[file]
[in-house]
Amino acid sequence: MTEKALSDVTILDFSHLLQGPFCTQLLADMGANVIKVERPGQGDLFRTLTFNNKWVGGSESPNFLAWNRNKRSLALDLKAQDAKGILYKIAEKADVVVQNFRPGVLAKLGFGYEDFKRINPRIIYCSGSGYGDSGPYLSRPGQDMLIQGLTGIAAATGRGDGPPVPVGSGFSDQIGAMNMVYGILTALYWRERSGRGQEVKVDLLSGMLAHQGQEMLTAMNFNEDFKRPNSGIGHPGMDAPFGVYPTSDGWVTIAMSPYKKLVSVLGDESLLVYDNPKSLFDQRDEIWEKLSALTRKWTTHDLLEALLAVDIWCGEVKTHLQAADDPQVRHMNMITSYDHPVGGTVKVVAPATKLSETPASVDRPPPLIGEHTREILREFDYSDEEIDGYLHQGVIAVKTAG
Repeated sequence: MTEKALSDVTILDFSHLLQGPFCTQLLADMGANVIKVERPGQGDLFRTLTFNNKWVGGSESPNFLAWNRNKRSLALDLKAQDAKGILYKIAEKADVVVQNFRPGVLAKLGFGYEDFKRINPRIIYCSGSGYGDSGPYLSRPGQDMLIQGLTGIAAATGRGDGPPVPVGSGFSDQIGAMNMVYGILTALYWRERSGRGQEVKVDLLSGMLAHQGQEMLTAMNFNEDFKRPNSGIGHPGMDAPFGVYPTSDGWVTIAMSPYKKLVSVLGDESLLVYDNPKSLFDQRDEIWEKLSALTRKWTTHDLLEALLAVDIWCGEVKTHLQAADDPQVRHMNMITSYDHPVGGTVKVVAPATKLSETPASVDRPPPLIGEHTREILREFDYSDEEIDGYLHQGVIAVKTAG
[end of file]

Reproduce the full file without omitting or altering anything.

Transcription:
[in-house]
Amino acid sequence: MTEKALSDVTILDFSHLLQGPFCTQLLADMGANVIKVERPGQGDLFRTLTFNNKWVGGSESPNFLAWNRNKRSLALDLKAQDAKGILYKIAEKADVVVQNFRPGVLAKLGFGYEDFKRINPRIIYCSGSGYGDSGPYLSRPGQDMLIQGLTGIAAATGRGDGPPVPVGSGFSDQIGAMNMVYGILTALYWRERSGRGQEVKVDLLSGMLAHQGQEMLTAMNFNEDFKRPNSGIGHPGMDAPFGVYPTSDGWVTIAMSPYKKLVSVLGDESLLVYDNPKSLFDQRDEIWEKLSALTRKWTTHDLLEALLAVDIWCGEVKTHLQAADDPQVRHMNMITSYDHPVGGTVKVVAPATKLSETPASVDRPPPLIGEHTREILREFDYSDEEIDGYLHQGVIAVKTAG
Repeated sequence: MTEKALSDVTILDFSHLLQGPFCTQLLADMGANVIKVERPGQGDLFRTLTFNNKWVGGSESPNFLAWNRNKRSLALDLKAQDAKGILYKIAEKADVVVQNFRPGVLAKLGFGYEDFKRINPRIIYCSGSGYGDSGPYLSRPGQDMLIQGLTGIAAATGRGDGPPVPVGSGFSDQIGAMNMVYGILTALYWRERSGRGQEVKVDLLSGMLAHQGQEMLTAMNFNEDFKRPNSGIGHPGMDAPFGVYPTSDGWVTIAMSPYKKLVSVLGDESLLVYDNPKSLFDQRDEIWEKLSALTRKWTTHDLLEALLAVDIWCGEVKTHLQAADDPQVRHMNMITSYDHPVGGTVKVVAPATKLSETPASVDRPPPLIGEHTREILREFDYSDEEIDGYLHQGVIAVKTAG